Genetic discrimination is the term commonly assigned to actions taken against or negative attitudes toward a person based on that person's possession of variations in the genome, or variations in the genome of his or her biological relatives. A component of stigmatization, genetic discrimination differentiates social treatment based on assumptions about the value of information suggested by a particular genetic configuration in predicting present and future health status (Condit, Parrott, and O'Grady). The details of one's genome are typically available through genetic tests (Burke). The nature of genetics is such that information derived from one person's genetic composition may implicate or be attributed to the biological siblings and/or descendants of that person. Genetic discrimination illustrates the danger of a misinter-pretation—or oversimplification—of information suggested by some genes. Fear of genetic discrimination is often cited as a reason for avoidance ofgenetic testing services (Rothenberg and Terry).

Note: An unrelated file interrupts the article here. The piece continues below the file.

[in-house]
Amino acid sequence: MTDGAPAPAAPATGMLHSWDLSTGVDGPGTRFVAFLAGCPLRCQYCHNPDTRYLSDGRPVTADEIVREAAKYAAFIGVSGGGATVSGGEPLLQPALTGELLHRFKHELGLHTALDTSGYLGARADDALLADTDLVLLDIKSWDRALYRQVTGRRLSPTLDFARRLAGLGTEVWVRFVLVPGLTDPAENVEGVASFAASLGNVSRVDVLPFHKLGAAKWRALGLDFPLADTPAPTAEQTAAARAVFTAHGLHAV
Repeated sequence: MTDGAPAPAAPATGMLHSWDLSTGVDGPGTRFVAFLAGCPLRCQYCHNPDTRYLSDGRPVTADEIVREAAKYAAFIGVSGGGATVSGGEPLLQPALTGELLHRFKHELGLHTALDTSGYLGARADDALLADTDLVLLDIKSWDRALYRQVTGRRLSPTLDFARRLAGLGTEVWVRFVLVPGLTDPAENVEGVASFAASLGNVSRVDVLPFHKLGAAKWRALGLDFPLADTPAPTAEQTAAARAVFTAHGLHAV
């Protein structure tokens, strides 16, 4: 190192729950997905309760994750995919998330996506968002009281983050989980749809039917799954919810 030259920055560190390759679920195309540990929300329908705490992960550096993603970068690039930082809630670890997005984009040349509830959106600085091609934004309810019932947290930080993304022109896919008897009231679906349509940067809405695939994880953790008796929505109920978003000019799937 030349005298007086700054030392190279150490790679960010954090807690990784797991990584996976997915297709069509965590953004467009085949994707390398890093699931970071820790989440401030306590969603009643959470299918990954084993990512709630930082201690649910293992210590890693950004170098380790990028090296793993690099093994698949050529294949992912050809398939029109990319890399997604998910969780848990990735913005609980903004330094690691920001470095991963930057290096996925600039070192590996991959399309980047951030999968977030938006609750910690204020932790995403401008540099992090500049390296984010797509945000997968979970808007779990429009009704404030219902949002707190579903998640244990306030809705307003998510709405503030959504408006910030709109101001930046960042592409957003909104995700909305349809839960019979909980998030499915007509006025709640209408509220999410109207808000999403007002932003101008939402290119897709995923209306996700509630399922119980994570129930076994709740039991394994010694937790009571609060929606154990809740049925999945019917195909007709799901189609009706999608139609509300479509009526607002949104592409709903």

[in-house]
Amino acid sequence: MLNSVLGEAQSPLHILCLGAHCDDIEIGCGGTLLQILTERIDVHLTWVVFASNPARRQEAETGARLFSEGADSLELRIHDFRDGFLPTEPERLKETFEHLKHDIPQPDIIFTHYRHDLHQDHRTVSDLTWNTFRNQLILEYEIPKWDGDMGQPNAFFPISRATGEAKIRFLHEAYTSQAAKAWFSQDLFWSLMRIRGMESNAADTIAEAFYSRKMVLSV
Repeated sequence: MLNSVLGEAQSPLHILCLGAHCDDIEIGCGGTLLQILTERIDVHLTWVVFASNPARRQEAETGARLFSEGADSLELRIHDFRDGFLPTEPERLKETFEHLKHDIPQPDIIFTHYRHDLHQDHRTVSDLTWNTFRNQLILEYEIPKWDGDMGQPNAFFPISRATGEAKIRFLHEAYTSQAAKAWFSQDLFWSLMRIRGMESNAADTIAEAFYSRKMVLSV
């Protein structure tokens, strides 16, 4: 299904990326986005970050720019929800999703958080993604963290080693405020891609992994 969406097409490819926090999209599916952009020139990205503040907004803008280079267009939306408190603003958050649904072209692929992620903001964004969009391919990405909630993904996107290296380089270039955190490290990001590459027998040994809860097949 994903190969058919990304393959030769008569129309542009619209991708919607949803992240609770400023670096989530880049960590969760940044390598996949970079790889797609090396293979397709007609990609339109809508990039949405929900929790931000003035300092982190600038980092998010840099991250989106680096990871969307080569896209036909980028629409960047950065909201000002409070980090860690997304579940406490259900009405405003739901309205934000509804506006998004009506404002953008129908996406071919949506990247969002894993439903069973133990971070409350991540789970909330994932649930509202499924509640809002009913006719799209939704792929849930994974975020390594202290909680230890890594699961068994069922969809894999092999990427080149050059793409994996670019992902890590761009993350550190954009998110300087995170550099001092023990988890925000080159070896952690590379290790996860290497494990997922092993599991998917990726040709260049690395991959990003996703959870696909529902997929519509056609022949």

Empirical evidence of genetic discrimination in contemporary society is somewhat slight (Nowlan). Early reports of genetic discrimination by adoption agencies have not been repeated (American Society of Human Genetics). Nevertheless, fears of genetic discrimination by employers and insurance companies continue to influence decisions regarding submission to genetic testing and participation in certain forms of genetic research. The result may negatively influence individuals' health (Rothenberg and Terry). Efforts to address genetic discrimination include legislation, industry self-restraint, and private action, each controversial for what it suggests about the ability to prevent forms of discrimination.
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